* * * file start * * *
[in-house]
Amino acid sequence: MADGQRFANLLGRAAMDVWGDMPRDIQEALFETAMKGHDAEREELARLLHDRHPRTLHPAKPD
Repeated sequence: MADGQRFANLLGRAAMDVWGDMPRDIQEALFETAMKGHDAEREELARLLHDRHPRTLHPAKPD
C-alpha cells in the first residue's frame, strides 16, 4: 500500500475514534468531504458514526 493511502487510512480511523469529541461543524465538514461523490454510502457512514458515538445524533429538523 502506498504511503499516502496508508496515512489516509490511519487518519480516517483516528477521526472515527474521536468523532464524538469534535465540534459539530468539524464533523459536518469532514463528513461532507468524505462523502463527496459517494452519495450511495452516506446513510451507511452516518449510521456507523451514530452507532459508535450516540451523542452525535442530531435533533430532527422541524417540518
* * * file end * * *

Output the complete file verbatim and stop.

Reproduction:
[in-house]
Amino acid sequence: MADGQRFANLLGRAAMDVWGDMPRDIQEALFETAMKGHDAEREELARLLHDRHPRTLHPAKPD
Repeated sequence: MADGQRFANLLGRAAMDVWGDMPRDIQEALFETAMKGHDAEREELARLLHDRHPRTLHPAKPD
C-alpha cells in the first residue's frame, strides 16, 4: 500500500475514534468531504458514526 493511502487510512480511523469529541461543524465538514461523490454510502457512514458515538445524533429538523 502506498504511503499516502496508508496515512489516509490511519487518519480516517483516528477521526472515527474521536468523532464524538469534535465540534459539530468539524464533523459536518469532514463528513461532507468524505462523502463527496459517494452519495450511495452516506446513510451507511452516518449510521456507523451514530452507532459508535450516540451523542452525535442530531435533533430532527422541524417540518